My friend and I often went for long walks in the densely wooded area behind my home. In the summer, the sunlight was bent as it passed through tree limbs and leaves leaving only spotted patches of light on the otherwise shaded ground. In the winter, the grey dark skies left the woods so cold and quiet while the stark leafless branches could only dream about the time of spring blossoms.
As the two of us followed the grass covered paths that carved out a trail through the trees we talked and listened. We overheard the melodic tones the birds spoke to one another. The wind gave audible evidence of its presence as it passed through the treetops on its way to who knows where. I could only imagine where each breath of air was going and sometimes made a wish that perchance my companion and I would become invited cohorts in its journey.
There came a moment when my autonomy was suddenly and reluctantly thrust upon me and future walks would be solitary ones. One cool autumn evening just after the time of sunlight offered to the land each day became less I felt an inescapable urge to visit the woods. I had not walked in the nearby woods for some time but the yearning to follow the trail through the trees came upon me and would not leave my thoughts.
As I approached those familiar woods I was overcome by an all-encompassing sense of fear. The unfamiliar yet pervasive emotion was so powerful it caused my breathing to quicken, and my form to stand motionless before reaching the line of trees and the beginning of the path.
After a moment of thought and soul searching, I entered the woods and began to move slowly along the trail. The dry fallen leaves made a noise as my warily moving feet pushed them aside, and the trees stood like stoic statues. I suddenly detected a noise that sounded as if something was quickly moving through the fallen leaves, and it was moving toward me. I was convinced I heard a noise that sounded like that of a panting animal. There was the unmistakable sensation that someone or something was watching me. I turned, but did not run, and exited the woods returning to my home.
For the next several days, and in the evening when the Sun was dying in the western sky, I went for walks in the woods. But I walked no more than twenty or so paces each time. There were noises I had never heard before. A low pitched growl came from somewhere deep in the gathering of trees and a noxious odor saturated the still air.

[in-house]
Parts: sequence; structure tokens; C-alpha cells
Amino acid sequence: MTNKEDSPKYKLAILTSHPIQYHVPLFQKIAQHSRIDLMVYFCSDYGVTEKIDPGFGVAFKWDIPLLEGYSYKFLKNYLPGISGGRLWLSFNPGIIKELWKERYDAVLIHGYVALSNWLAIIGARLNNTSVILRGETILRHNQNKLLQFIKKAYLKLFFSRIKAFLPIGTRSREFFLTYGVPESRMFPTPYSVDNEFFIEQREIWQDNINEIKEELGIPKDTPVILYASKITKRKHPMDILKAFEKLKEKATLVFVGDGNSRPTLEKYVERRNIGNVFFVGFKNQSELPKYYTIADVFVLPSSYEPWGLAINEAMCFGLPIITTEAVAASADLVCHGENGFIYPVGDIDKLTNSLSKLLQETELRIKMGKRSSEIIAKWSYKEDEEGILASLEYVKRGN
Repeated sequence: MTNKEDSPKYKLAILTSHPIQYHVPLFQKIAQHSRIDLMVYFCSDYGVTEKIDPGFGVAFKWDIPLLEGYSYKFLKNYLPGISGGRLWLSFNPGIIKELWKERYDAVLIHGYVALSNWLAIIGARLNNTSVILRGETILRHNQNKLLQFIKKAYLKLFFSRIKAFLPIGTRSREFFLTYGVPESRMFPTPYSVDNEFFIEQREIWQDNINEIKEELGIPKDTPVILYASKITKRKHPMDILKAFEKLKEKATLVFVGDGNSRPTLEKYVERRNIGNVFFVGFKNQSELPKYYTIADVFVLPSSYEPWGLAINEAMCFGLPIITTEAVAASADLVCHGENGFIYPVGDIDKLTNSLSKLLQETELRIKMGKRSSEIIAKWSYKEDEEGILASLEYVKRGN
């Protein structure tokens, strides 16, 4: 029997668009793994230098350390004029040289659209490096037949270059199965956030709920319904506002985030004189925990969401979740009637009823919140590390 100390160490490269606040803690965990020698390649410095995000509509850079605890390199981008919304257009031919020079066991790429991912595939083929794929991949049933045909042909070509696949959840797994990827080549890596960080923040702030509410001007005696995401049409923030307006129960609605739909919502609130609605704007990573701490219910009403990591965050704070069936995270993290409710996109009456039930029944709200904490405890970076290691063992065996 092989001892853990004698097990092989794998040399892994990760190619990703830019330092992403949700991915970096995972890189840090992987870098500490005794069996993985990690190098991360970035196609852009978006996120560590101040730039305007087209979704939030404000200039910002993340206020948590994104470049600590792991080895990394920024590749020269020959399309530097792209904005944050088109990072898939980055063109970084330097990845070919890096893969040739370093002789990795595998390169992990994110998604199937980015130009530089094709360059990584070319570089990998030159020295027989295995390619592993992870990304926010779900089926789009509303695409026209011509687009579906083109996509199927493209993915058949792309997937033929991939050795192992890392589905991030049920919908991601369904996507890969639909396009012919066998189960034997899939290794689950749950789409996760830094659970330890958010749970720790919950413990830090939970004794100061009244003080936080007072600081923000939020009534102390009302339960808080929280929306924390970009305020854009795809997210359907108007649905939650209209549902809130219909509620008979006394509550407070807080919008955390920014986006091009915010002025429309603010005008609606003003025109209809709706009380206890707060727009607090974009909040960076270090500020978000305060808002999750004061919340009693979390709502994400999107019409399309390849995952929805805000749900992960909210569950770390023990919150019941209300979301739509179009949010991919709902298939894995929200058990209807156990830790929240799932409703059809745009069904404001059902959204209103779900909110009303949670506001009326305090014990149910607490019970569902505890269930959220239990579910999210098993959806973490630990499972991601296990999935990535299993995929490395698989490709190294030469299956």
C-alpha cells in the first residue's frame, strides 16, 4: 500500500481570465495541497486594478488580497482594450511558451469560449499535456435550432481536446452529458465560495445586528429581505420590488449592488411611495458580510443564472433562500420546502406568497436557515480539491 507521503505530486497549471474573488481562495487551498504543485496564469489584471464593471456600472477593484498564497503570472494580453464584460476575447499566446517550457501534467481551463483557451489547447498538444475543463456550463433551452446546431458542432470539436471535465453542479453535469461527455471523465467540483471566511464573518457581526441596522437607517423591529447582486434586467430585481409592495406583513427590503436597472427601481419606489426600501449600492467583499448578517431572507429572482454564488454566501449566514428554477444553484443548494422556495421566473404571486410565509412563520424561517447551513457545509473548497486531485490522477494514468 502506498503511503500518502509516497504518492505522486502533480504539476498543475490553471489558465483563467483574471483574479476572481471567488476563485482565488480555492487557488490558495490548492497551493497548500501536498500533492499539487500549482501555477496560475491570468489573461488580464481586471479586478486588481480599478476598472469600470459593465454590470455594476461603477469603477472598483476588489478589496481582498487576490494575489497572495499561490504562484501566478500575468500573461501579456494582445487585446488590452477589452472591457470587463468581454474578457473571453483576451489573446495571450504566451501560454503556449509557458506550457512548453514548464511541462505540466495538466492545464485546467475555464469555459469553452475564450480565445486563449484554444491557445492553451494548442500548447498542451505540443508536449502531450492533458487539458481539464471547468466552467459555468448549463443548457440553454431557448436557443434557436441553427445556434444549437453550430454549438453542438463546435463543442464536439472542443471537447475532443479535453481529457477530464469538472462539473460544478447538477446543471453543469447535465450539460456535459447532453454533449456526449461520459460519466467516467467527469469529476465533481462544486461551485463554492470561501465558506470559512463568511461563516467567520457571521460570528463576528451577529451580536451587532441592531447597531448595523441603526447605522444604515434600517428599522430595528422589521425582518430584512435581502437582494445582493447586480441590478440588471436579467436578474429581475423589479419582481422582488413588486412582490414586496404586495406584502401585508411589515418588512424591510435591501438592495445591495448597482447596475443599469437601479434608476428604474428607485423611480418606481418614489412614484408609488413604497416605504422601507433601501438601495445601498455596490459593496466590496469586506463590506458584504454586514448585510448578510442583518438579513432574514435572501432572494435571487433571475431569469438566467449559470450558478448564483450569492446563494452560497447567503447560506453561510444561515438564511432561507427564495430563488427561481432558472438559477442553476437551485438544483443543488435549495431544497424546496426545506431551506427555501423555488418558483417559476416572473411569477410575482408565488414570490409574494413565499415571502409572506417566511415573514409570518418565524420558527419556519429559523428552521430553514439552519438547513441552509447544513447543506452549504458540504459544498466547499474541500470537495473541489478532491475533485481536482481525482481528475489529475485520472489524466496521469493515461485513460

I pondered over the experiences and developed what I considered to be a plausible explanation for the sounds heard in the woods. Possibly a stray dog had caused the noises. I gathered up an old metal bowl, placed some raw meat in it and carried the bowl and contents to the woods. I walked quickly into the wooded area, placed the bowl in a grassy clearing and returned to the house.
I slept very little that night and arose before dawn intending to examine the bowl and its contents. Leaving my upstairs bedroom I walked to the kitchen where I filled a glass with water but took only a small drink. I wondered what I would find in the woods, but my answer would come more quickly than I had anticipated. When I opened the rear door of the house, there on the ground was the old metal bowl. The meat was gone.
I left the bowl where I found it and returned to the relative safety of the house. Most of the day was spent attempting to keep my mind off the bowl and the creature in the woods but that was difficult. My thoughts always went back to the gathering of trees, the missing meat and the monster.
As I lie in bed that I night I wondered what I would do the next day, and the days following that one. Would I live in constant fear of something I had never seen? As the hands on the clock moved well past midnight I heard the first of the sounds from the floor below. The sounds were not those of a settling house or wind pushing the walls. The noises briefly stopped but then the sound of softly placed feet came from the stairs. I was certain the sounds gradually became louder as if something was climbing those stairs.
My eyes were fixated on the closed door, and the doorknob. I waited for a sign that the doorknob turned and wondered what the creature would look like. I was convinced the evil presence was in the house and moving toward my room. I lay motionless as I watched that doorknob, and the hours passed. The doorknob never indicated the slightest movement. I know I only began to take breaths when the first light of day slipped through the bedroom window.
That morning I went to the edge of the woods and in a low and unruffled voice I offered a treaty to the monster. I said “I agree to never again enter the woods where you live. In return for that promise I ask that you not walk inside the house I call my home”. There was no sign of acknowledgement or indication the compromise was accepted, but I was certain I would never again enter the woods and I somehow knew the monster would agree to the bargain. The sounds made by the creature would no longer find their way to my ears. I returned to the house, cleaned a small spot of mud from a stair step leading to the upstairs and wiped an unknown offensive smelling substance from the bedroom doorknob.
Many monsters are devilish creatures of ill temperament and evil intentions who relish the fear caused when their hideous appearance is made known. But some quench their appetite by ingesting the fear caused when proof of their existence is anticipated, yet never manifests itself.
I have no fear of the fiendish monster that obscures its presence in the shadowy tree filled area behind my home but I am afraid of the fear, in and of itself, which wells up inside me when I think of the solitary walks in those woods. It is therefore the maddening fear of being afraid that most haunts me. Let us fathom the true source of our fears lest we descend into a world of deepening madness from which there may be no escape.